Study type: Epidemiological study (observational study)

A follow-up study of the association between mobile phone use and symptoms of ill health. epidem.

Published in: Environ Health Toxicol 2017; 32: e2017001

Aim of study (acc. to author)

A cohort study was conducted in Korea to investigate the association between mobile phone usage and subjective symptoms in adults.

Further details

Health symptoms were assessed by the Headache Impact Test-6 (HIT-6), the Psychosocial Well-being Index-Short Form (PWI-SF), the Beck Depression Inventory (BDI), the Korean-Instrumental Activities of Daily Living (K-IADL), the Perceived Stress Scale (PSS), the Pittsburgh Sleep Quality Index (PSQI) and the 12-item Short Form Health Survey (SF-12).
The results of the cross-sectional study of the same study population are published in Cho et al. (2016).

Endpoint/type of risk estimation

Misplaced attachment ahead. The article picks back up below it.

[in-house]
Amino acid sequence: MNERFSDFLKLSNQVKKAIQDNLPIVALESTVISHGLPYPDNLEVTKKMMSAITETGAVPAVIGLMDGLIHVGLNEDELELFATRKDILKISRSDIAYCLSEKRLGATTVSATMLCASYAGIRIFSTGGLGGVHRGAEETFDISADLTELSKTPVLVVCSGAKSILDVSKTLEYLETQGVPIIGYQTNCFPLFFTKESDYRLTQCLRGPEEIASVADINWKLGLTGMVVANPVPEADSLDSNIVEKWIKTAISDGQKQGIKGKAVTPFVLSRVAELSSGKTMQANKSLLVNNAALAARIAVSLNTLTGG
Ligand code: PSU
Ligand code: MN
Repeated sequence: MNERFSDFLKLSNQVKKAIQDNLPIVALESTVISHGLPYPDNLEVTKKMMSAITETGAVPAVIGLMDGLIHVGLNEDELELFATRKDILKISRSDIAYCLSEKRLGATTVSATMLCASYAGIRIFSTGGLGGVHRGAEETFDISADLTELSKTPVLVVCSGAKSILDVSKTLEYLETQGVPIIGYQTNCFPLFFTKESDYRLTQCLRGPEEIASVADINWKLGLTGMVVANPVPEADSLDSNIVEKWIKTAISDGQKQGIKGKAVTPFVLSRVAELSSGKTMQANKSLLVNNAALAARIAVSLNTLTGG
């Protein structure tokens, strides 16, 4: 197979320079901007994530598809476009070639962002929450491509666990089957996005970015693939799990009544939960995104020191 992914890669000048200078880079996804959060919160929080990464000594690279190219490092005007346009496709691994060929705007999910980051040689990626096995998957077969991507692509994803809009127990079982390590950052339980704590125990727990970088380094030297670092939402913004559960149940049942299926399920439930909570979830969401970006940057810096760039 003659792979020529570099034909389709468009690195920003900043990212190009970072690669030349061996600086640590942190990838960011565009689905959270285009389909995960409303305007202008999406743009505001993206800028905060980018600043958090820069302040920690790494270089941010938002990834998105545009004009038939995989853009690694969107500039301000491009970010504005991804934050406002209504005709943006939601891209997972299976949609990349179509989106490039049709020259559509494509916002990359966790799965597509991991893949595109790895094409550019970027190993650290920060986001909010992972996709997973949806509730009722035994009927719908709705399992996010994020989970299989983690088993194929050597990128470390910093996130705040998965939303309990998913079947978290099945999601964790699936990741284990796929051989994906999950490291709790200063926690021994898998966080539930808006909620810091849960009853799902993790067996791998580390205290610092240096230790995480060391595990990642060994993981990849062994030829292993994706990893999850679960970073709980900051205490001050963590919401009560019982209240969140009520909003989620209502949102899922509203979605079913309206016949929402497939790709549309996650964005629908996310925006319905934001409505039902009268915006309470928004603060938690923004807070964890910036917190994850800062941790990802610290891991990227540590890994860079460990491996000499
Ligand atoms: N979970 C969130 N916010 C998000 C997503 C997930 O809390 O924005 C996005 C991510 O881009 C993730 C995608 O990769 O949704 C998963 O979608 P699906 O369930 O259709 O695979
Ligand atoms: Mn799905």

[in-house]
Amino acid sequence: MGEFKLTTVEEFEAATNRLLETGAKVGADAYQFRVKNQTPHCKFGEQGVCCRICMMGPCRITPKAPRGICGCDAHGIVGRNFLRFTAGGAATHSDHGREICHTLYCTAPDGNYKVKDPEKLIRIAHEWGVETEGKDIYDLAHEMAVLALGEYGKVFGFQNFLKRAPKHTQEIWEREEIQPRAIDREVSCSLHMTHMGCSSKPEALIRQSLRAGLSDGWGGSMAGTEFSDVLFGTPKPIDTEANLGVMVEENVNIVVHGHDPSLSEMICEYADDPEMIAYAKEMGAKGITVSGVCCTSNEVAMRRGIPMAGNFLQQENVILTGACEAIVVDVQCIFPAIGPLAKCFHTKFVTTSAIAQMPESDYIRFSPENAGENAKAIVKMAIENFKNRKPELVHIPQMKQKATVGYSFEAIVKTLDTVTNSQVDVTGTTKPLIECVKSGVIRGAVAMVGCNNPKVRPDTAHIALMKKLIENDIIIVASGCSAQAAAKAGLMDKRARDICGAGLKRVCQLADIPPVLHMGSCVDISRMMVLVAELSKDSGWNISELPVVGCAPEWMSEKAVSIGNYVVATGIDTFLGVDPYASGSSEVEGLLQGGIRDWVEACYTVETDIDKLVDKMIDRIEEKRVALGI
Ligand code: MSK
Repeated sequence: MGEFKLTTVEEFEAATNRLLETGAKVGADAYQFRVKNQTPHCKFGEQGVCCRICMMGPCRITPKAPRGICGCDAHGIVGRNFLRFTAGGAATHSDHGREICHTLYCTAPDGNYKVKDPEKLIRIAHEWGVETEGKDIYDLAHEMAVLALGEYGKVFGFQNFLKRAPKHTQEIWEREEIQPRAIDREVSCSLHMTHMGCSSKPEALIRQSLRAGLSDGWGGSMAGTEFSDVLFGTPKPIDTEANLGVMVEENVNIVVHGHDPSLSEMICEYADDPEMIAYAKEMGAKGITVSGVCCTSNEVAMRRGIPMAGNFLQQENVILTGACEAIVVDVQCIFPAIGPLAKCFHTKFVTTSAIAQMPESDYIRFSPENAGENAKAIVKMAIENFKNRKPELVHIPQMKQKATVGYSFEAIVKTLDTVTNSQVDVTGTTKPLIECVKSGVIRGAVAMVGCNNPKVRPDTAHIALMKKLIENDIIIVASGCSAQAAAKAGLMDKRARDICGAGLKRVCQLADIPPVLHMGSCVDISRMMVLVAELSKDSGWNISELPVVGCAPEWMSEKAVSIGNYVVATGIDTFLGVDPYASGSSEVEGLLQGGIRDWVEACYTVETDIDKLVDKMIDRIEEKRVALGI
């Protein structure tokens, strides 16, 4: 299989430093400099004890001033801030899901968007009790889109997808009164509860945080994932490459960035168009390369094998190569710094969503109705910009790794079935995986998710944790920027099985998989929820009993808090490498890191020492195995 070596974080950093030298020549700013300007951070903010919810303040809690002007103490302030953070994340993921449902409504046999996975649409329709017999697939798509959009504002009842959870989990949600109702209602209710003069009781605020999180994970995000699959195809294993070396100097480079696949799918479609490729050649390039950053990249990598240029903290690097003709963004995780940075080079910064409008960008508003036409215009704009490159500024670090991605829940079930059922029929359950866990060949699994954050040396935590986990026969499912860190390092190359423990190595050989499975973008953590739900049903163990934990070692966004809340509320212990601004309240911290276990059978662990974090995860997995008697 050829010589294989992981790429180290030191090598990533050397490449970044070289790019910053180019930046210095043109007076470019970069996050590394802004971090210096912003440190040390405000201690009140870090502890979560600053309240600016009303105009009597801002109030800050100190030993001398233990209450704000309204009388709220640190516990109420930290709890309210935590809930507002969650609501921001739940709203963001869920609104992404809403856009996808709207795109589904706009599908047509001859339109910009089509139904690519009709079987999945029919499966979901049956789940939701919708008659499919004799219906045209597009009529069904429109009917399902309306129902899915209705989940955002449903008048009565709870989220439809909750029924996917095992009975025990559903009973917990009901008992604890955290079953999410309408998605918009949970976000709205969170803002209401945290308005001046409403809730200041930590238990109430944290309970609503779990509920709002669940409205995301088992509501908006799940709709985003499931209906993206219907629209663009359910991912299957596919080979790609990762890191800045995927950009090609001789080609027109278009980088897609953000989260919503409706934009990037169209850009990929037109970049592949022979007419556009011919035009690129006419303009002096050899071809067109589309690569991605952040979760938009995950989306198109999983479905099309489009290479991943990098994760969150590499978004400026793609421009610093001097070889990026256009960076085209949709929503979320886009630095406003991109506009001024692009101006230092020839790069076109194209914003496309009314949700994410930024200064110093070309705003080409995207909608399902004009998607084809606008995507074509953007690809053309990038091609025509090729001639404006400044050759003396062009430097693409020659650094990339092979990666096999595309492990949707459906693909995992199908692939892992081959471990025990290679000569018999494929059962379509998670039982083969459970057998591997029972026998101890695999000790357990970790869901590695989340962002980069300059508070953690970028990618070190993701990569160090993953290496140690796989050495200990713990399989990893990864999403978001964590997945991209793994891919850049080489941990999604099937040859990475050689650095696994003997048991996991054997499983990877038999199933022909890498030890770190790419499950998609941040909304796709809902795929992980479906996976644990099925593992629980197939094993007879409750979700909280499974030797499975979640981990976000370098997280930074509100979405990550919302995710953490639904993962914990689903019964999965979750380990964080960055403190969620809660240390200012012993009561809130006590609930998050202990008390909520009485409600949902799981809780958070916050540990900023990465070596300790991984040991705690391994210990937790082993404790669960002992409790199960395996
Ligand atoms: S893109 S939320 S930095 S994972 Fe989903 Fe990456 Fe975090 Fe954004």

Exposure

Assessment

Exposure groups

Group Description
Group 1 average call duration: < 5 min at baseline and follow-up
Group 2 average call duration: ≥ 5 min at baseline and < 5 min at follow-up
Group 3 average call duration: < 5 min at baseline and ≥ 5 min at follow-up
Group 4 average call duration: ≥ 5 min at baseline and follow-up

Population

Study size

Type Value
Total 532
Statistical analysis method:

Conclusion (acc. to author)

The average duration per mobile phone call decreased significantly between baseline and follow-up (median: 1.5 min, 1.3 min respectively) .
A significant correlation was observed between the reduction in the average call duration and a decrease in headache among women only. Severity of headaches in the follow-up survey significantly decreased compared to those in the baseline survey (groups 1-3). Mobile phone use was not significantly associated with stress, sleep, cognitive function, or depression.
The authors conclude that an increased mobile phone call duration is a greater risk factor for increases in headache than any other type of adverse health effect, and that this effect could be chronic.

Limitations (acc. to author)

Exposure assessment was based on self-reported data of the study participants. There are a lot of factors that may affect headache symptom which were not included in the study.

Study funded by

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